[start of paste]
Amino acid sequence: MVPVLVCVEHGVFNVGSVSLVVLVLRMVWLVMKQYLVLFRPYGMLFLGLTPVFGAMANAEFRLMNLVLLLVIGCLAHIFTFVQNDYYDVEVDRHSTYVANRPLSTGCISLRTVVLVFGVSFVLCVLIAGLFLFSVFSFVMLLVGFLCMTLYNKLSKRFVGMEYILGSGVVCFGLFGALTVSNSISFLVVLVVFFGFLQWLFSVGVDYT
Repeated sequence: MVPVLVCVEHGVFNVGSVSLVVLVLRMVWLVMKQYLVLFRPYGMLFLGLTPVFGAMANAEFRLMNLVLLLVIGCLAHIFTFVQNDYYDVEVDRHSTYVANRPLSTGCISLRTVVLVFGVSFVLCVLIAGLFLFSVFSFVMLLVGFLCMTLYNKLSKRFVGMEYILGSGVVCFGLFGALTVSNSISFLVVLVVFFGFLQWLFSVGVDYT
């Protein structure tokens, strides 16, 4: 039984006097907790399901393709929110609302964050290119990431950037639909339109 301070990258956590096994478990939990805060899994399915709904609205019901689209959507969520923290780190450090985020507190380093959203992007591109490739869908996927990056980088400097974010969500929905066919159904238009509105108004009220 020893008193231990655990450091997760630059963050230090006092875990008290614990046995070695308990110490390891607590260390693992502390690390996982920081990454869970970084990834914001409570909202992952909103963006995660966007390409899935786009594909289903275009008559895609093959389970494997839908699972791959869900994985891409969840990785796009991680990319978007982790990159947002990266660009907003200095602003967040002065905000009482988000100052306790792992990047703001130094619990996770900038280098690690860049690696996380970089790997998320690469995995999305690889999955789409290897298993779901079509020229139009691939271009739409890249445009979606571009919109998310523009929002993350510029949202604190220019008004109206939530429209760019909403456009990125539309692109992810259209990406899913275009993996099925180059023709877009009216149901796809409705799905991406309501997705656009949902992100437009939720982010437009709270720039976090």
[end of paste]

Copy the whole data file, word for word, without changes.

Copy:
Amino acid sequence: MVPVLVCVEHGVFNVGSVSLVVLVLRMVWLVMKQYLVLFRPYGMLFLGLTPVFGAMANAEFRLMNLVLLLVIGCLAHIFTFVQNDYYDVEVDRHSTYVANRPLSTGCISLRTVVLVFGVSFVLCVLIAGLFLFSVFSFVMLLVGFLCMTLYNKLSKRFVGMEYILGSGVVCFGLFGALTVSNSISFLVVLVVFFGFLQWLFSVGVDYT
Repeated sequence: MVPVLVCVEHGVFNVGSVSLVVLVLRMVWLVMKQYLVLFRPYGMLFLGLTPVFGAMANAEFRLMNLVLLLVIGCLAHIFTFVQNDYYDVEVDRHSTYVANRPLSTGCISLRTVVLVFGVSFVLCVLIAGLFLFSVFSFVMLLVGFLCMTLYNKLSKRFVGMEYILGSGVVCFGLFGALTVSNSISFLVVLVVFFGFLQWLFSVGVDYT
């Protein structure tokens, strides 16, 4: 039984006097907790399901393709929110609302964050290119990431950037639909339109 301070990258956590096994478990939990805060899994399915709904609205019901689209959507969520923290780190450090985020507190380093959203992007591109490739869908996927990056980088400097974010969500929905066919159904238009509105108004009220 020893008193231990655990450091997760630059963050230090006092875990008290614990046995070695308990110490390891607590260390693992502390690390996982920081990454869970970084990834914001409570909202992952909103963006995660966007390409899935786009594909289903275009008559895609093959389970494997839908699972791959869900994985891409969840990785796009991680990319978007982790990159947002990266660009907003200095602003967040002065905000009482988000100052306790792992990047703001130094619990996770900038280098690690860049690696996380970089790997998320690469995995999305690889999955789409290897298993779901079509020229139009691939271009739409890249445009979606571009919109998310523009929002993350510029949202604190220019008004109206939530429209760019909403456009990125539309692109992810259209990406899913275009993996099925180059023709877009009216149901796809409705799905991406309501997705656009949902992100437009939720982010437009709270720039976090």